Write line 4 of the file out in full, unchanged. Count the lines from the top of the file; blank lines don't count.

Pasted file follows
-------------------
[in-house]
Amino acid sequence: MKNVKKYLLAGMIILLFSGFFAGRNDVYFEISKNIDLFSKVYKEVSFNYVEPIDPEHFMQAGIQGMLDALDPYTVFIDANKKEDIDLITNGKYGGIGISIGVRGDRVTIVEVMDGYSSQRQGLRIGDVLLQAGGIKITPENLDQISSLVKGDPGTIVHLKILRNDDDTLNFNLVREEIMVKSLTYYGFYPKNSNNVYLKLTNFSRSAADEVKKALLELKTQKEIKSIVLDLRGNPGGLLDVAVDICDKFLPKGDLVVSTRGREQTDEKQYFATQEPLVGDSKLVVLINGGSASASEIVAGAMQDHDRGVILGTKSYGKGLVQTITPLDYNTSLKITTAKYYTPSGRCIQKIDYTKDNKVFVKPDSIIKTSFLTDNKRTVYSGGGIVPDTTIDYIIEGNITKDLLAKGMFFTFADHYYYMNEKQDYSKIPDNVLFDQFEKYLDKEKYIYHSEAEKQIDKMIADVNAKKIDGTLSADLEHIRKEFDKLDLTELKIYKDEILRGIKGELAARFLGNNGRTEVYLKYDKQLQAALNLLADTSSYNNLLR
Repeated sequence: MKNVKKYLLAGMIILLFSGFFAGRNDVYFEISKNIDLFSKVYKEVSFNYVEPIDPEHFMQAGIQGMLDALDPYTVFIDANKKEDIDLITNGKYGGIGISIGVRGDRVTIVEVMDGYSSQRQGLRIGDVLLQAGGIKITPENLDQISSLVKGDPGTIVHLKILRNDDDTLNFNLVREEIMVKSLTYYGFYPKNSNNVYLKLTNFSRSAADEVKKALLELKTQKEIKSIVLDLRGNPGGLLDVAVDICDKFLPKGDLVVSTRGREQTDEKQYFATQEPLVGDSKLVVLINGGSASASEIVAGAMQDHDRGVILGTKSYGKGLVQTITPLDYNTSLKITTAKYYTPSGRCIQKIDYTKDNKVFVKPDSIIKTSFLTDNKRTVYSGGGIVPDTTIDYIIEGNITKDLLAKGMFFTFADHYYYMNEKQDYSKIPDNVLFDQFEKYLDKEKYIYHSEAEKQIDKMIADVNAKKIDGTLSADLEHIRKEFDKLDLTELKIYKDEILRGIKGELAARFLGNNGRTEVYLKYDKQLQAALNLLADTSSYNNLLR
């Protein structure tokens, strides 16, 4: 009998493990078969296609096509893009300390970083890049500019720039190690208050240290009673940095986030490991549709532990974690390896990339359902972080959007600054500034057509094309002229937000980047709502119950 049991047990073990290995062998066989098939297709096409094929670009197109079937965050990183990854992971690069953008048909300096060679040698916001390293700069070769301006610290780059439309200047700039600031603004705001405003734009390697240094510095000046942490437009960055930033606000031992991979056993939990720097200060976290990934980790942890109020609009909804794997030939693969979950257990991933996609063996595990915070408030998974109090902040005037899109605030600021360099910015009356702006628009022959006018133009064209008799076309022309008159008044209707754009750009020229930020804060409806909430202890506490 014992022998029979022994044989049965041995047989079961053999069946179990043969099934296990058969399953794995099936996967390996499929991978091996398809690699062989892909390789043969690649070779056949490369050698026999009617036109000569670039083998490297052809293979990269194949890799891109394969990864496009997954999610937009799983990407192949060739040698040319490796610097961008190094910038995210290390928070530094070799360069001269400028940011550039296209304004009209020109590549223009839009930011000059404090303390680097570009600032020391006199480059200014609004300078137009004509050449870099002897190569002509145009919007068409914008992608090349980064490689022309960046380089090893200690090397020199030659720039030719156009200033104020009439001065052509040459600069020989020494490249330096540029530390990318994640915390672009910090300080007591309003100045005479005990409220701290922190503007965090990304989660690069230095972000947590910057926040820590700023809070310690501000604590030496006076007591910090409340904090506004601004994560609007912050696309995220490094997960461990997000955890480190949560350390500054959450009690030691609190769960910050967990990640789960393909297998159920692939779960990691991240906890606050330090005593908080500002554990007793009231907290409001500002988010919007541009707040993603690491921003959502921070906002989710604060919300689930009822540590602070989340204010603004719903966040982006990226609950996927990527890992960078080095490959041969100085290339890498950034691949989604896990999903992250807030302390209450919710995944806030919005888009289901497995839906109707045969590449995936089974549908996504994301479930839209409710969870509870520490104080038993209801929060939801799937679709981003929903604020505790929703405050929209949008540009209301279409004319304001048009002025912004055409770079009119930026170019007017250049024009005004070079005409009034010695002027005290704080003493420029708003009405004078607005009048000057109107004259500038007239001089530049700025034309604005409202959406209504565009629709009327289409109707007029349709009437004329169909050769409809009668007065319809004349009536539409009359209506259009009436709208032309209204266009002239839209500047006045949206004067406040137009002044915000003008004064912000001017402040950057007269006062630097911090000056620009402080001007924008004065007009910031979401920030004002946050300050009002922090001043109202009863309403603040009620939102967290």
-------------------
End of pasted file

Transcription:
């Protein structure tokens, strides 16, 4: 009998493990078969296609096509893009300390970083890049500019720039190690208050240290009673940095986030490991549709532990974690390896990339359902972080959007600054500034057509094309002229937000980047709502119950 049991047990073990290995062998066989098939297709096409094929670009197109079937965050990183990854992971690069953008048909300096060679040698916001390293700069070769301006610290780059439309200047700039600031603004705001405003734009390697240094510095000046942490437009960055930033606000031992991979056993939990720097200060976290990934980790942890109020609009909804794997030939693969979950257990991933996609063996595990915070408030998974109090902040005037899109605030600021360099910015009356702006628009022959006018133009064209008799076309022309008159008044209707754009750009020229930020804060409806909430202890506490 014992022998029979022994044989049965041995047989079961053999069946179990043969099934296990058969399953794995099936996967390996499929991978091996398809690699062989892909390789043969690649070779056949490369050698026999009617036109000569670039083998490297052809293979990269194949890799891109394969990864496009997954999610937009799983990407192949060739040698040319490796610097961008190094910038995210290390928070530094070799360069001269400028940011550039296209304004009209020109590549223009839009930011000059404090303390680097570009600032020391006199480059200014609004300078137009004509050449870099002897190569002509145009919007068409914008992608090349980064490689022309960046380089090893200690090397020199030659720039030719156009200033104020009439001065052509040459600069020989020494490249330096540029530390990318994640915390672009910090300080007591309003100045005479005990409220701290922190503007965090990304989660690069230095972000947590910057926040820590700023809070310690501000604590030496006076007591910090409340904090506004601004994560609007912050696309995220490094997960461990997000955890480190949560350390500054959450009690030691609190769960910050967990990640789960393909297998159920692939779960990691991240906890606050330090005593908080500002554990007793009231907290409001500002988010919007541009707040993603690491921003959502921070906002989710604060919300689930009822540590602070989340204010603004719903966040982006990226609950996927990527890992960078080095490959041969100085290339890498950034691949989604896990999903992250807030302390209450919710995944806030919005888009289901497995839906109707045969590449995936089974549908996504994301479930839209409710969870509870520490104080038993209801929060939801799937679709981003929903604020505790929703405050929209949008540009209301279409004319304001048009002025912004055409770079009119930026170019007017250049024009005004070079005409009034010695002027005290704080003493420029708003009405004078607005009048000057109107004259500038007239001089530049700025034309604005409202959406209504565009629709009327289409109707007029349709009437004329169909050769409809009668007065319809004349009536539409009359209506259009009436709208032309209204266009002239839209500047006045949206004067406040137009002044915000003008004064912000001017402040950057007269006062630097911090000056620009402080001007924008004065007009910031979401920030004002946050300050009002922090001043109202009863309403603040009620939102967290």